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Saturday, 17 September 2011

Joseph Garraty - Guest Blog

A couple of months ago I made excited fan-girl noises over Voice, a great little horror I picked up on kindle.

Joseph Garraty has since become a twitter buddy and pen-pal of sorts, and if you aren't following his blog yet you really should be. He's a busy guy, so when he agreed to a guest post for me I made more excited fan-girl noises.

You can find Voice here:
Amazon – Kindle format

Follow Joseph's blog at : 
Take it away, Joe!

I'm a quiet, low key kind of guy. People at work joke that, if i'm talking, you'd better listen up, because if  I've expended all that effort to open my mouth, it must be because I have something important to say. I wouldn't go that far, but I would say I go through life in a pleasant state of calm equilibrium. I'm not loud or aggressive, I get along with most people, and I tend to take a lot of care in my daily actions. I drive the speed limit, for Christ's sake.

On the other hand, I recently released a horror novel full of bloody and horrible events, and this is me on stage (head blurred, due to banging):

It would be reasonable for the casual observer to ask just what the hell is going on here. How in the world do horror fiction and loud rock and roll music fit into the life of a man who breaks out into a nervous sweat if it  looks like he's going to be a couple of minutes late to an appointment?

I've spent a bunch of time thinking about that, and I don't think its a contradiction at all. I think it's actually healthy (but then I would think that, wouldn't I?). Here's why:

Modern life is essentially a contest between the higher functions and the lower, between long-term goals and immediate needs - or, if you're into literary criticism, between the Apollonian and Dionysian. I am not into literary criticism, so I'll call it a contest between being a social animal and just being an animal. One the one hand, for society to function we need to cooperate, to make accommodations for each other, and, yes, to drive the speed limit. On the other hand, our ancestors (and I'm talking ancestors back to friggin' protozoa here) did not survive by driving the speed limit. They survived because basic animal biology is driven by what my brother's bio professor called "The four F's:fighting, feeding, fleeing and ... reproduction." That shit is wired in to our biology—we wouldn’t be here if it weren't.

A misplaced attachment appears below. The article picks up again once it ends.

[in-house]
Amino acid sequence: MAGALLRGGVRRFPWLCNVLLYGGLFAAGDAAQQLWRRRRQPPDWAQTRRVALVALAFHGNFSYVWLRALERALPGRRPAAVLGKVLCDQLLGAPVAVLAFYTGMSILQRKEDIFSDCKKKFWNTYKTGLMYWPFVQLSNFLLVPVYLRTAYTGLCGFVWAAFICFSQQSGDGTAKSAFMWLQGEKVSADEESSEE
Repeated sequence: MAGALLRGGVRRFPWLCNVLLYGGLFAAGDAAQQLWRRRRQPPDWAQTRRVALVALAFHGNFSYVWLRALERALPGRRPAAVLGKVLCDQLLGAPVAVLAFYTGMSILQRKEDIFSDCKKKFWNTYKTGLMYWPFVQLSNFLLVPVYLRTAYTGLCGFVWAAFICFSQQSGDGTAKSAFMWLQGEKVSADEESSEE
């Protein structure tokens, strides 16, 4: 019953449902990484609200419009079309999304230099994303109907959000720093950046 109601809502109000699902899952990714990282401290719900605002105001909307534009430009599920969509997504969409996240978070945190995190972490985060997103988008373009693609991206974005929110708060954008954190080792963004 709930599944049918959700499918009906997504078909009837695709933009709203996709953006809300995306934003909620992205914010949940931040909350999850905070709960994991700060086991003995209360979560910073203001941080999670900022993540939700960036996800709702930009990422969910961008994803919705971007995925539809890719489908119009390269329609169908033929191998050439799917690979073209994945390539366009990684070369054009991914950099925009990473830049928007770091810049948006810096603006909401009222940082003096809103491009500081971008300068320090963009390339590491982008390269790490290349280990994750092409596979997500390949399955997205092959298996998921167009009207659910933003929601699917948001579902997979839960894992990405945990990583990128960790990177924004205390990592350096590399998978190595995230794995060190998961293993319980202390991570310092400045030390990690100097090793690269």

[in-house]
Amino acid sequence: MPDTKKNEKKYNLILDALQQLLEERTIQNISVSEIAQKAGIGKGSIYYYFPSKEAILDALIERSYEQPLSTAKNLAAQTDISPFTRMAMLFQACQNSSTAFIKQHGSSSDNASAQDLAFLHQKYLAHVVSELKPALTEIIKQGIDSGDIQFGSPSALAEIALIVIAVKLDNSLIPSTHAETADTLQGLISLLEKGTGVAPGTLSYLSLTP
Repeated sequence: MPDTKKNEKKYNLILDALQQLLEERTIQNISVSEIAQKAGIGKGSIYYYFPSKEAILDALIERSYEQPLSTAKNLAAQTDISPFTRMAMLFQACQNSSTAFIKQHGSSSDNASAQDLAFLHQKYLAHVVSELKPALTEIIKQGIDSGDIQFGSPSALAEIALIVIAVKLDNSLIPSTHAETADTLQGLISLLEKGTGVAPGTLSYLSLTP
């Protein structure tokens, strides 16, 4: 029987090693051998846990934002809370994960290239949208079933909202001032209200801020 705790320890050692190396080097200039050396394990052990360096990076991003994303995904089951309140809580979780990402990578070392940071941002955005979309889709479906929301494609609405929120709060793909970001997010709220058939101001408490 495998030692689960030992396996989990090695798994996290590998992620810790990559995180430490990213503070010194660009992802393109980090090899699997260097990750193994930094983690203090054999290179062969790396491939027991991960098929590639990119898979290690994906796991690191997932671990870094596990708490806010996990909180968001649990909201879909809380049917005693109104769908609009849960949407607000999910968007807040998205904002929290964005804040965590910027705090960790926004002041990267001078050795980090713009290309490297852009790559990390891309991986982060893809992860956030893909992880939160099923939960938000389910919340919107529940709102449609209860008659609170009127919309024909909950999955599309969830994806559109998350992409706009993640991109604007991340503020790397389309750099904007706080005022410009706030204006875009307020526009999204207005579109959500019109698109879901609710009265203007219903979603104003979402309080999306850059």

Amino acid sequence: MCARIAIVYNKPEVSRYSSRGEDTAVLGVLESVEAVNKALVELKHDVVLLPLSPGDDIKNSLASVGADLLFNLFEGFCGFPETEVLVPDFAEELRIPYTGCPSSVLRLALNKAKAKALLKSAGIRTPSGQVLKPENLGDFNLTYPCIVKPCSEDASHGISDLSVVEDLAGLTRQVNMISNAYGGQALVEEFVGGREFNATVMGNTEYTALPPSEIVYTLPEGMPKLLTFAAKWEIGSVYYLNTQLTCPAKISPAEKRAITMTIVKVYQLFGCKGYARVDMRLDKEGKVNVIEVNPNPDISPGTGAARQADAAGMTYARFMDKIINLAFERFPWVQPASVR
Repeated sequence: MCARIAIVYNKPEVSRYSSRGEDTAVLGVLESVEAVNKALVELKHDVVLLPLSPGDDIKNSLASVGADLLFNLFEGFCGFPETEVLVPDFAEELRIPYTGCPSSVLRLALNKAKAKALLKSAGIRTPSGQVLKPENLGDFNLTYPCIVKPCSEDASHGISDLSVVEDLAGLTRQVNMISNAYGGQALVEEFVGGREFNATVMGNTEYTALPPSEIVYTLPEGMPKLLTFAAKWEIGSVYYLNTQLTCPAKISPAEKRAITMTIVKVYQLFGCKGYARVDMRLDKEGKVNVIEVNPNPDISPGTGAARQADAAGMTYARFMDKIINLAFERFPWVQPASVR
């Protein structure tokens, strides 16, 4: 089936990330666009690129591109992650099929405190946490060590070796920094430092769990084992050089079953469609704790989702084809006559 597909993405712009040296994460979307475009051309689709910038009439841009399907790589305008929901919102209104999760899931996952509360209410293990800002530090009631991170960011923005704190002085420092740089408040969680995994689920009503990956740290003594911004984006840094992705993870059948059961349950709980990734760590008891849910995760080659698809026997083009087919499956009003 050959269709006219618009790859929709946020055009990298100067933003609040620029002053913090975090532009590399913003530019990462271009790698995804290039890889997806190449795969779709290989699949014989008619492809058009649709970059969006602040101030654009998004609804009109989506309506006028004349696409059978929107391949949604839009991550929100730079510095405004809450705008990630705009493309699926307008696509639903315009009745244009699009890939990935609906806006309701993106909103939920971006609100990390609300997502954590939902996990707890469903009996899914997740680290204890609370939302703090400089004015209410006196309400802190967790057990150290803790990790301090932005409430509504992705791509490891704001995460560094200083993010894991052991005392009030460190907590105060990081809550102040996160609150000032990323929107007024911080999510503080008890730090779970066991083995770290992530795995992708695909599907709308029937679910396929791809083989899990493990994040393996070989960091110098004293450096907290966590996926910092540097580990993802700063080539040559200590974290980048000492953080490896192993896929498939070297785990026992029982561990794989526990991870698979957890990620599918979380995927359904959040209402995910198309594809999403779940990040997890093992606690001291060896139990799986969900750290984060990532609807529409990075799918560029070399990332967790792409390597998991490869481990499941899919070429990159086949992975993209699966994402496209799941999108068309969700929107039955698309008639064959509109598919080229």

If there’s a contradiction, that’s it. The human animal is wired with tension at the very foundation. Coping with that basic tension, though—there’s nothing contradictory about that, and that’s where the horror fiction and loud music come in. At first glance, the works of Stephen King and, say, Mรถtorhead don’t seem to have a lot in common. But if we peel back the surface layer, what do we find?

The four F’s. Everywhere. Rock and roll at its core is a celebration of the fourth F, the music of reckless abandon and pure sexual energy. Done right, there’s nothing cerebral about it—it all comes straight from the gut, or maybe the pelvis. Horror fiction is a different animal, much more concerned with fighting and fleeing—and feeding.

The way I look at it, the two complement each other perfectly, and indeed have been enthusiastic partners for a long time. Go back and dust off the legend of Robert Johnson, the blues player, and right there you have the roots of rock and roll coupled with a deal with the devil. Later, of course, Black Sabbath came along and married the dark themes of horror to rock music in a more explicit way, and in doing so spawned an entire genre dedicated to that marriage. Nearly all heavy metal imagery is laden with horror themes—just walk into the music store (does anybody do that anymore?) and grab any metal CD at random, and you can’t miss it. Hell, Metallica’s got at least one song based on a Lovecraft story, and it doesn’t get more obvious than that.

I believe we get balance in our lives from experiencing these things. The human brain is an immensely complex and powerful simulation engine, and by channeling your favorite Dionysian art form (oops, that slipped through) through it periodically, you keep the humors in balance—absorbing the art is, in fact, neurologically similar to having had those experiences yourself to some degree. And you get it without the vast social and personal disruption of satisfying your four F’s the hard way.

I don’t think this is a catharsis thing, either. It’s not that we go through life and then one day need some rock music and a bloody story to keep us from exploding, any more than we go through life eating only steak and then one day need to eat some asparagus to keep from exploding. It’s balance.
And, as an animal that basically wants to fuck and eat, and wants it right now, living life in a society that wishes we’d all obey the speed limit, a little balance goes a long way.

That’s my story, anyway, and I’m sticking to it.